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Don't worry—it looks like S&P 500 has more gas in the tank, strategist says

The S&P 500, on four-straight record closes, may still have about 4 percent of gains left to run, closely followed market watcher Jim Paulsen told CNBC on Friday.

"This is a fundamental-based rally that has to do with economic growth picking up, maybe not only here in the United States but globally," the chief investment strategist at Wells Capital Management said on "Squawk Box."

"The corollary is investors are anticipating an upturn in earnings as well. I think that the broadness of this rally reflects that more and more companies are seeing positive earnings momentum," he added.

When he was on "Squawk Box" in May, Paulsen had correctly predicted the S&P 500 was poised to to make new highs.

If the S&P 500 were to post a fifth-straight record close Friday, it would be the first time that's happened in each day of a trading week since March 1998, according to S&P Dow Jones Indices. The S&P closed Thursday at 2,163.

Paulsen disagreed with BlackRock Chairman and CEO Larry Fink, who said on the program on Thursday that the stock market should not be at record highs. However, Fink put in a caveat, saying if earnings were to pick up, he might change his view.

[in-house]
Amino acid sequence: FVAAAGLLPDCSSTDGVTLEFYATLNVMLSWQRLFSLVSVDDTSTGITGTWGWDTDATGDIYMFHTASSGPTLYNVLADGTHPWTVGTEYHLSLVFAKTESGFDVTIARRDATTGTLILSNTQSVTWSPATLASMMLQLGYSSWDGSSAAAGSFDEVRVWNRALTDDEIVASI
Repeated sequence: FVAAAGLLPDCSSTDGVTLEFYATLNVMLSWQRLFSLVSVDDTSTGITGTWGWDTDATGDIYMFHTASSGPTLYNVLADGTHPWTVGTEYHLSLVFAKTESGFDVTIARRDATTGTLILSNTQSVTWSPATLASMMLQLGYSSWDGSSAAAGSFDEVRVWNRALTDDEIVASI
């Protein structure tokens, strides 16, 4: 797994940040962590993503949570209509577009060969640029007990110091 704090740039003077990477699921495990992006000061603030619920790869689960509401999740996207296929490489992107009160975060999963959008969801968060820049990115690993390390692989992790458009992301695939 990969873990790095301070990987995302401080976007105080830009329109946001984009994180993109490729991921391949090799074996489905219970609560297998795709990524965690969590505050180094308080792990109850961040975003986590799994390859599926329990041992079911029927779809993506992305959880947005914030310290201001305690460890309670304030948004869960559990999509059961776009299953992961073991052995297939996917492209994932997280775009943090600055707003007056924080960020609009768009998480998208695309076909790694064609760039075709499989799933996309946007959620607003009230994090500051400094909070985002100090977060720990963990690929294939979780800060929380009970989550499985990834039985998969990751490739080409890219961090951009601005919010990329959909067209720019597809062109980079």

Fink argued that the recent stock rally has been supported by institutional investors covering short positions, or bets that stocks would fall, and not individual investors feeling bullish.

But Paulsen said the rally could last a bit longer, and he predicted gains to as high as 2,250 on the S&P 500. Despite the specter of possible Federal Reserve interest rate hikes, the S&P could still finish the year around 2,100, he said.

Paulsen said one way to protect against a Fed rate hike is to move money overseas because many of the world's central banks are still deep into stimulus programs.

For investors looking to profit in the U.S. market, Paulsen advised rotating out of bond-like stocks that have been so popular for their yields. He said he would move to stocks that can benefit from cyclical moves in the economy.


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